New Evidence for Retrospectively Cued Perception

Author(s)
Bence Szaszkó, Moritz Stolte, Lea Bachmann, Ulrich Ansorge
Abstract

Past research suggests a continuity between perception and memory, as reflected in influences of orienting of spatial attention by cues presented after a visual target offset (post-target cues) on target perception. Conducting two experiments, we tested and confirmed this claim. Our study revealed an elevated reliance on post-target cues for target detection with diminishing target visibility, leading to better performance in validly versus invalidly cued trials, indicative of contrast gain. We demonstrated this post-target cueing impact on target perception without a postcue response prompt, meaning that our results truly reflected a continuity between perception and memory rather than a task-specific impact of having to memorize the target due to a response prompt. While previous studies found an improvement in accuracy through valid compared to invalid cues using liminal targets, in Experiment 1, we further showed an influence of attention on participants' response time by the post-target cues with cues presented away from a clearly visible target. This suggests that visual interactions at the target location provided no better explanation of post-target cueing effects. Our results generalize prior research with liminal targets and confirm the view of a perception-memory continuum so that visual target processing is not shielded against visuospatial orienting of attention elicited by events following the offset of the visual target.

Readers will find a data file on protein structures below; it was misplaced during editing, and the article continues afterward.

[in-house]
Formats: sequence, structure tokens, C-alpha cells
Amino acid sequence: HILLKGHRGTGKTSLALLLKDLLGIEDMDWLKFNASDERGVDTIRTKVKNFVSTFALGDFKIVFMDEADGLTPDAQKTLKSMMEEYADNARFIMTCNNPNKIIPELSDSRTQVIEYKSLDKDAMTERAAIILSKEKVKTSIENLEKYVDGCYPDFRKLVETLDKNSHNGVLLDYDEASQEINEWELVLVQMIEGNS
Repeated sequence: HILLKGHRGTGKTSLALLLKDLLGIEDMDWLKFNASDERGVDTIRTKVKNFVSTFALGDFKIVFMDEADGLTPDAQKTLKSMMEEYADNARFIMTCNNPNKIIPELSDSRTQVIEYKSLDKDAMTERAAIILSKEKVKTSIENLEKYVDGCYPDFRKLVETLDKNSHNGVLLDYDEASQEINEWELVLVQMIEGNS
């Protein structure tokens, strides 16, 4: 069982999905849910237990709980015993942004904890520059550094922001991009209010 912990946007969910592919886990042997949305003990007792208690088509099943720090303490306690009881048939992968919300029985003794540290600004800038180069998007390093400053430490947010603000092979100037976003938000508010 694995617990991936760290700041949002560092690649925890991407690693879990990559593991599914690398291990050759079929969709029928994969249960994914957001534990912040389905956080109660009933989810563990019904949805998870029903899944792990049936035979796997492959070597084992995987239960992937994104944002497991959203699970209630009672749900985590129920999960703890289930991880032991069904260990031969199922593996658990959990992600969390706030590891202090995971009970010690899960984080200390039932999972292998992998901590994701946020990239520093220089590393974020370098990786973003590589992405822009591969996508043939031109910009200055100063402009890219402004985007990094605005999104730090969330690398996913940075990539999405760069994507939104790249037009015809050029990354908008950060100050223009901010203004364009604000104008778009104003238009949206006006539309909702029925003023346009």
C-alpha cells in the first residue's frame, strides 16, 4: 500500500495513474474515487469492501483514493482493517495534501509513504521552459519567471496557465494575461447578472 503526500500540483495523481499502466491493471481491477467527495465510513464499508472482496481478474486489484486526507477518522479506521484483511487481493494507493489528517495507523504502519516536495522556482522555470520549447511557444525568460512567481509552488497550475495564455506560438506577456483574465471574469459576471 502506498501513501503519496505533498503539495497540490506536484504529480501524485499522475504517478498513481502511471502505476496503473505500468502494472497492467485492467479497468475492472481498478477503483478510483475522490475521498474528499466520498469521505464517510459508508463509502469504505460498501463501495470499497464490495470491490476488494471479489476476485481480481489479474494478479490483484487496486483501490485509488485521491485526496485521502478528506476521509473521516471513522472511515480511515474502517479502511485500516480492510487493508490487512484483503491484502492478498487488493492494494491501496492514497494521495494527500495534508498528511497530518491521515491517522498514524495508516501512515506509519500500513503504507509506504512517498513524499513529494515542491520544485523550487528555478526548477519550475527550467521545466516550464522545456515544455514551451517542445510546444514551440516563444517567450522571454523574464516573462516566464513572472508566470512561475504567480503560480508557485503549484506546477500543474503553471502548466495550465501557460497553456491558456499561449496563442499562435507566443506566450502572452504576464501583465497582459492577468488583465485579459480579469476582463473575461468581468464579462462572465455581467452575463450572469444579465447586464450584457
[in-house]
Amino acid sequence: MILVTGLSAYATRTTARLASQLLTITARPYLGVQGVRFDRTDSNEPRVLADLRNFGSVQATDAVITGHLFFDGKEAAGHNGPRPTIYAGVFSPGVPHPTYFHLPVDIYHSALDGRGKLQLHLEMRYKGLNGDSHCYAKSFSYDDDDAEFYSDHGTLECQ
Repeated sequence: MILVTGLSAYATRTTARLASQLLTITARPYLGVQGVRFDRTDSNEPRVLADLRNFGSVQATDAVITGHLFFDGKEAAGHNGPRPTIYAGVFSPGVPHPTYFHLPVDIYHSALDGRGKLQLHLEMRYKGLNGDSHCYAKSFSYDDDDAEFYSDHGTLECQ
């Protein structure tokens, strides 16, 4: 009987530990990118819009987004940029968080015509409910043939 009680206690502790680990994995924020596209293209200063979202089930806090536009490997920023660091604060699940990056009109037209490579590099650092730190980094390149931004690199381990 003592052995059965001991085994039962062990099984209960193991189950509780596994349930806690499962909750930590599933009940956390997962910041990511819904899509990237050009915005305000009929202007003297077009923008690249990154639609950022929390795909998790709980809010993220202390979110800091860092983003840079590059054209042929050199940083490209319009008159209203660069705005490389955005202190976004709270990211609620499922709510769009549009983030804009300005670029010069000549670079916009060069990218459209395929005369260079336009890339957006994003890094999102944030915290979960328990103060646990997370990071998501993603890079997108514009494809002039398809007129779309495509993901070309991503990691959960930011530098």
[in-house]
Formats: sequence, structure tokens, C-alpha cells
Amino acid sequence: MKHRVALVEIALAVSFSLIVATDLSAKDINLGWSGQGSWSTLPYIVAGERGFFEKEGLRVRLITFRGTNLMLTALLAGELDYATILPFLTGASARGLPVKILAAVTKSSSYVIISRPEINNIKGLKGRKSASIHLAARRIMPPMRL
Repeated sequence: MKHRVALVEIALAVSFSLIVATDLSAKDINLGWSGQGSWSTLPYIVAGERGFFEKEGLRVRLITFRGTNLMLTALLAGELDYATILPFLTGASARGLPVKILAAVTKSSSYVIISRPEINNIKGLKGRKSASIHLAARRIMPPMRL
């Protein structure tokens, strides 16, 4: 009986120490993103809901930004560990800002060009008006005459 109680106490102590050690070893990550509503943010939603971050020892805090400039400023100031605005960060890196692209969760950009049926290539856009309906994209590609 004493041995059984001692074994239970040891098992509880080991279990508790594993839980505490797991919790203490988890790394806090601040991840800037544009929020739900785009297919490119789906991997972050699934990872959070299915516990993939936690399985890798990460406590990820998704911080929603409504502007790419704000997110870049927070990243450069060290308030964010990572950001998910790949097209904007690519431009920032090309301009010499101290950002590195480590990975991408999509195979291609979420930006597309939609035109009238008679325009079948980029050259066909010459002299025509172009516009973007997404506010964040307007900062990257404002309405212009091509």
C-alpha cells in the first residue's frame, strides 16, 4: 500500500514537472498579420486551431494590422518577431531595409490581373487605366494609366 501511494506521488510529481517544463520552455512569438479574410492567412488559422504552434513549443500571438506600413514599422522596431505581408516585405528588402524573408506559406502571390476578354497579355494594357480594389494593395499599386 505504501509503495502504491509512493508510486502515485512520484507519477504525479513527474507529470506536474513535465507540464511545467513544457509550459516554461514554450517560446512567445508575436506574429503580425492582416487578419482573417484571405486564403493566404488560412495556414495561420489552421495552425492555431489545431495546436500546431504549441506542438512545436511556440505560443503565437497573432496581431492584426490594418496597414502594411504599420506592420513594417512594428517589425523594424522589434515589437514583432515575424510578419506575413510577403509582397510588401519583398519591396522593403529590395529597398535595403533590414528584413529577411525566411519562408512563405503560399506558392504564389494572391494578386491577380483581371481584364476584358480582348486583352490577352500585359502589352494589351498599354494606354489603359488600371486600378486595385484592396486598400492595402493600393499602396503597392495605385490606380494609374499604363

Organisation(s)
Department of Cognition, Emotion, and Methods in Psychology, Department of Philosophy, Research Platform Mediatised Lifeworlds: Young people's narrative constructions, connections and appropriations, Vienna Cognitive Science Hub
Journal
Vision
Volume
8
ISSN
2411-5150
DOI
https://doi.org/10.3390/vision8010005
Publication date
03-2024
Peer reviewed
Yes
Austrian Fields of Science 2012
501011 Cognitive psychology, 501026 Psychology of perception
Keywords
ASJC Scopus subject areas
Sensory Systems, Cognitive Neuroscience, Ophthalmology, Optometry, Cell Biology
Portal url
https://ucrisportal.univie.ac.at/en/publications/new-evidence-for-retrospectively-cued-perception(f9e5437d-d59c-4c2d-8a6d-613eb4ef65a9).html